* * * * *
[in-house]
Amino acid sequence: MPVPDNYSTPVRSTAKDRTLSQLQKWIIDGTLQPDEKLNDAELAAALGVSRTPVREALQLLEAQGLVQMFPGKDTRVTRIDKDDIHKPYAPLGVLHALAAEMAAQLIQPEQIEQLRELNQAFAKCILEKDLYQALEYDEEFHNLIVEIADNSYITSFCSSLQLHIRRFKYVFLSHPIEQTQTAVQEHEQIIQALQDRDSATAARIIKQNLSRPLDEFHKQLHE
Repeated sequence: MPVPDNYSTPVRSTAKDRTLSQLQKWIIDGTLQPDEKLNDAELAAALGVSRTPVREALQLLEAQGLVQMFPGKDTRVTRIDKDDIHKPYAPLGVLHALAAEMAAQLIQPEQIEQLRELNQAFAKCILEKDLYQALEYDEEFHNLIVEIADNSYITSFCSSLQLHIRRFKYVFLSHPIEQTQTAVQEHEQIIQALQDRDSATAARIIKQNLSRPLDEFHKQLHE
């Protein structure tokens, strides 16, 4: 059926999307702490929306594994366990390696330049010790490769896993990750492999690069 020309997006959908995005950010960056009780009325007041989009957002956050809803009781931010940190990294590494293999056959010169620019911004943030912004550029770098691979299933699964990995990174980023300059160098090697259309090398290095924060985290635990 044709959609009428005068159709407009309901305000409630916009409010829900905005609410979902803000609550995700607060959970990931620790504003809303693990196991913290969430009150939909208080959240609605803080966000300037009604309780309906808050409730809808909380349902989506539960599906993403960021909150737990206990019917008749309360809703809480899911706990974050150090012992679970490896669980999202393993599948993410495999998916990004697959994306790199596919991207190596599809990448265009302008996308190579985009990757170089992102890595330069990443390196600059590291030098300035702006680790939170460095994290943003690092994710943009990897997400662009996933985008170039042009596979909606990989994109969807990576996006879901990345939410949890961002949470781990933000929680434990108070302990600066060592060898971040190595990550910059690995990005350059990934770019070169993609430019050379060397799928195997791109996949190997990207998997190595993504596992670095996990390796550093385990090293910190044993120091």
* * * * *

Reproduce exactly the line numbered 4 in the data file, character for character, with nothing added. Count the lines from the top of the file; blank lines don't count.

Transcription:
């Protein structure tokens, strides 16, 4: 059926999307702490929306594994366990390696330049010790490769896993990750492999690069 020309997006959908995005950010960056009780009325007041989009957002956050809803009781931010940190990294590494293999056959010169620019911004943030912004550029770098691979299933699964990995990174980023300059160098090697259309090398290095924060985290635990 044709959609009428005068159709407009309901305000409630916009409010829900905005609410979902803000609550995700607060959970990931620790504003809303693990196991913290969430009150939909208080959240609605803080966000300037009604309780309906808050409730809808909380349902989506539960599906993403960021909150737990206990019917008749309360809703809480899911706990974050150090012992679970490896669980999202393993599948993410495999998916990004697959994306790199596919991207190596599809990448265009302008996308190579985009990757170089992102890595330069990443390196600059590291030098300035702006680790939170460095994290943003690092994710943009990897997400662009996933985008170039042009596979909606990989994109969807990576996006879901990345939410949890961002949470781990933000929680434990108070302990600066060592060898971040190595990550910059690995990005350059990934770019070169993609430019050379060397799928195997791109996949190997990207998997190595993504596992670095996990390796550093385990090293910190044993120091």